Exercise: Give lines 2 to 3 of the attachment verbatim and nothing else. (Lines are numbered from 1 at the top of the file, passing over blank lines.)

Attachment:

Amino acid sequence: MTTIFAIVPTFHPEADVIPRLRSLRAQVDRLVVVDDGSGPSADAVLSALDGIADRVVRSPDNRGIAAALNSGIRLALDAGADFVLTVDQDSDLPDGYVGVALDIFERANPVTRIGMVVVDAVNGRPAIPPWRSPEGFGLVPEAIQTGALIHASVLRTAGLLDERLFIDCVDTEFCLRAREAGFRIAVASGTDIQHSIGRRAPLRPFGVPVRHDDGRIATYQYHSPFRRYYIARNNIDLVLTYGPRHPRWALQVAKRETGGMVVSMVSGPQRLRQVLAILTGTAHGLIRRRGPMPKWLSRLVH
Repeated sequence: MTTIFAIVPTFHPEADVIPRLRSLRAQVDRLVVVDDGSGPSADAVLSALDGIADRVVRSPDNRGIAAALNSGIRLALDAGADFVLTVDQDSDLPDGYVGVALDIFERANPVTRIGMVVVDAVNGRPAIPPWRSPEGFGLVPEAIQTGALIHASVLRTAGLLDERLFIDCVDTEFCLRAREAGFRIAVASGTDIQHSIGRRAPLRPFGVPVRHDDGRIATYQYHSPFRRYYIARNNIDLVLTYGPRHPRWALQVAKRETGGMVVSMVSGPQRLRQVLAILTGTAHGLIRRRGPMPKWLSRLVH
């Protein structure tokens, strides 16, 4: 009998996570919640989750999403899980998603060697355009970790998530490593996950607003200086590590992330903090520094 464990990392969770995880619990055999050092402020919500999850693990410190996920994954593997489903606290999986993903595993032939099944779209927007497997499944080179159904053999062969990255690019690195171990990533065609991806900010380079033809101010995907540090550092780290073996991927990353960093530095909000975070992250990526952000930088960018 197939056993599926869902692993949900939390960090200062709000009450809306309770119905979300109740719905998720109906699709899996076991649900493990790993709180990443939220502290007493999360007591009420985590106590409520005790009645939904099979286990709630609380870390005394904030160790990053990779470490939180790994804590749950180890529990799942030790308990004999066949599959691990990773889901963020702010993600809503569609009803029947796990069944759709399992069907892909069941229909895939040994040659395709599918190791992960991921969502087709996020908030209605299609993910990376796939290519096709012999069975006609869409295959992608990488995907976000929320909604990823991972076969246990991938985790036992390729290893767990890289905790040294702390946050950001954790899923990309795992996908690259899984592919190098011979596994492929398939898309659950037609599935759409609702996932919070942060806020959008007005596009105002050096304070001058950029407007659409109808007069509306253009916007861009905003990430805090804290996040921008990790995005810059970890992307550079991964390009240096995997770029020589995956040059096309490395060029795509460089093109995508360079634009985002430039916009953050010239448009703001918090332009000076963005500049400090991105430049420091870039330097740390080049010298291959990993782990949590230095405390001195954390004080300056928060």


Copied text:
Repeated sequence: MTTIFAIVPTFHPEADVIPRLRSLRAQVDRLVVVDDGSGPSADAVLSALDGIADRVVRSPDNRGIAAALNSGIRLALDAGADFVLTVDQDSDLPDGYVGVALDIFERANPVTRIGMVVVDAVNGRPAIPPWRSPEGFGLVPEAIQTGALIHASVLRTAGLLDERLFIDCVDTEFCLRAREAGFRIAVASGTDIQHSIGRRAPLRPFGVPVRHDDGRIATYQYHSPFRRYYIARNNIDLVLTYGPRHPRWALQVAKRETGGMVVSMVSGPQRLRQVLAILTGTAHGLIRRRGPMPKWLSRLVH
């Protein structure tokens, strides 16, 4: 009998996570919640989750999403899980998603060697355009970790998530490593996950607003200086590590992330903090520094 464990990392969770995880619990055999050092402020919500999850693990410190996920994954593997489903606290999986993903595993032939099944779209927007497997499944080179159904053999062969990255690019690195171990990533065609991806900010380079033809101010995907540090550092780290073996991927990353960093530095909000975070992250990526952000930088960018 197939056993599926869902692993949900939390960090200062709000009450809306309770119905979300109740719905998720109906699709899996076991649900493990790993709180990443939220502290007493999360007591009420985590106590409520005790009645939904099979286990709630609380870390005394904030160790990053990779470490939180790994804590749950180890529990799942030790308990004999066949599959691990990773889901963020702010993600809503569609009803029947796990069944759709399992069907892909069941229909895939040994040659395709599918190791992960991921969502087709996020908030209605299609993910990376796939290519096709012999069975006609869409295959992608990488995907976000929320909604990823991972076969246990991938985790036992390729290893767990890289905790040294702390946050950001954790899923990309795992996908690259899984592919190098011979596994492929398939898309659950037609599935759409609702996932919070942060806020959008007005596009105002050096304070001058950029407007659409109808007069509306253009916007861009905003990430805090804290996040921008990790995005810059970890992307550079991964390009240096995997770029020589995956040059096309490395060029795509460089093109995508360079634009985002430039916009953050010239448009703001918090332009000076963005500049400090991105430049420091870039330097740390080049010298291959990993782990949590230095405390001195954390004080300056928060």